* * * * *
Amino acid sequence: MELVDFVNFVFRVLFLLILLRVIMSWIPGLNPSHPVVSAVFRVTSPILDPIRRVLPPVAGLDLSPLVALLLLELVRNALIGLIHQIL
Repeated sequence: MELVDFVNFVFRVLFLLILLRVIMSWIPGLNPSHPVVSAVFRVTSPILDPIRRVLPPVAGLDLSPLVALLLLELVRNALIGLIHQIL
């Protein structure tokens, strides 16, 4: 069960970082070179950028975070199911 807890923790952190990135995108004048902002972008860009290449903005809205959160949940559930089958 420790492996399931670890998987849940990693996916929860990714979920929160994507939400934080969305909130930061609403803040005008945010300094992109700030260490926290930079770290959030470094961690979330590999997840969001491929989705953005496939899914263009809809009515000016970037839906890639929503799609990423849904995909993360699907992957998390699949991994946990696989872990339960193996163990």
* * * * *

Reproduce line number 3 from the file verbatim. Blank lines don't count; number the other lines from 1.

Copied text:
């Protein structure tokens, strides 16, 4: 069960970082070179950028975070199911 807890923790952190990135995108004048902002972008860009290449903005809205959160949940559930089958 420790492996399931670890998987849940990693996916929860990714979920929160994507939400934080969305909130930061609403803040005008945010300094992109700030260490926290930079770290959030470094961690979330590999997840969001491929989705953005496939899914263009809809009515000016970037839906890639929503799609990423849904995909993360699907992957998390699949991994946990696989872990339960193996163990």